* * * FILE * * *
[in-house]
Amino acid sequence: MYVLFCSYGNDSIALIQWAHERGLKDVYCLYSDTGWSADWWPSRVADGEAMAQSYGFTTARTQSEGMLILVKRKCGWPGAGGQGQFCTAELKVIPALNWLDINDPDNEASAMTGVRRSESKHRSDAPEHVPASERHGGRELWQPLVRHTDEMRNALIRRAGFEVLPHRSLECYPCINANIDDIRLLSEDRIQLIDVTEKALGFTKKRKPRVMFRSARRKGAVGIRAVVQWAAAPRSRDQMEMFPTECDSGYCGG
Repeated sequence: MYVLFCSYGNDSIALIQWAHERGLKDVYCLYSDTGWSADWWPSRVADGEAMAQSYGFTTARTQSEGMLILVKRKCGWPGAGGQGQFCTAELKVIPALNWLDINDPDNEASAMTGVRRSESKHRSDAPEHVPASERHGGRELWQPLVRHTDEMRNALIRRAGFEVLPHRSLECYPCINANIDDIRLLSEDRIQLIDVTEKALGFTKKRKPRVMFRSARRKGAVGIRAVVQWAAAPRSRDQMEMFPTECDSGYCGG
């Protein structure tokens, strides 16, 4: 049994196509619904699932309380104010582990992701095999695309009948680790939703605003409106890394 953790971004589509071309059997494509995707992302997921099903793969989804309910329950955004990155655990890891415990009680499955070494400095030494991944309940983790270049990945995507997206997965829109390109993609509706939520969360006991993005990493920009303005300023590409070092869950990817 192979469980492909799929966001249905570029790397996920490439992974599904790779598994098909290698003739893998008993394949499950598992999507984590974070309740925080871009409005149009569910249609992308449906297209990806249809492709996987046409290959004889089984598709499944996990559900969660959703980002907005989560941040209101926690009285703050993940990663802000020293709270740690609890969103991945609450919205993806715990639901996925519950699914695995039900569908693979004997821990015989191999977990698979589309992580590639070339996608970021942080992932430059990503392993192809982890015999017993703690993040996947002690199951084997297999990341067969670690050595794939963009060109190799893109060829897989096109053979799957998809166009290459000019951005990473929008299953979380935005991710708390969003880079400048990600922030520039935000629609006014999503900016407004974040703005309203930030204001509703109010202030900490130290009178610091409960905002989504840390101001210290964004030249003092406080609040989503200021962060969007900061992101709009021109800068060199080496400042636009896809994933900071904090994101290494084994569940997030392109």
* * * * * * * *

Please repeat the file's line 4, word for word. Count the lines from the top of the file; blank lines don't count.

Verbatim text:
């Protein structure tokens, strides 16, 4: 049994196509619904699932309380104010582990992701095999695309009948680790939703605003409106890394 953790971004589509071309059997494509995707992302997921099903793969989804309910329950955004990155655990890891415990009680499955070494400095030494991944309940983790270049990945995507997206997965829109390109993609509706939520969360006991993005990493920009303005300023590409070092869950990817 192979469980492909799929966001249905570029790397996920490439992974599904790779598994098909290698003739893998008993394949499950598992999507984590974070309740925080871009409005149009569910249609992308449906297209990806249809492709996987046409290959004889089984598709499944996990559900969660959703980002907005989560941040209101926690009285703050993940990663802000020293709270740690609890969103991945609450919205993806715990639901996925519950699914695995039900569908693979004997821990015989191999977990698979589309992580590639070339996608970021942080992932430059990503392993192809982890015999017993703690993040996947002690199951084997297999990341067969670690050595794939963009060109190799893109060829897989096109053979799957998809166009290459000019951005990473929008299953979380935005991710708390969003880079400048990600922030520039935000629609006014999503900016407004974040703005309203930030204001509703109010202030900490130290009178610091409960905002989504840390101001210290964004030249003092406080609040989503200021962060969007900061992101709009021109800068060199080496400042636009896809994933900071904090994101290494084994569940997030392109």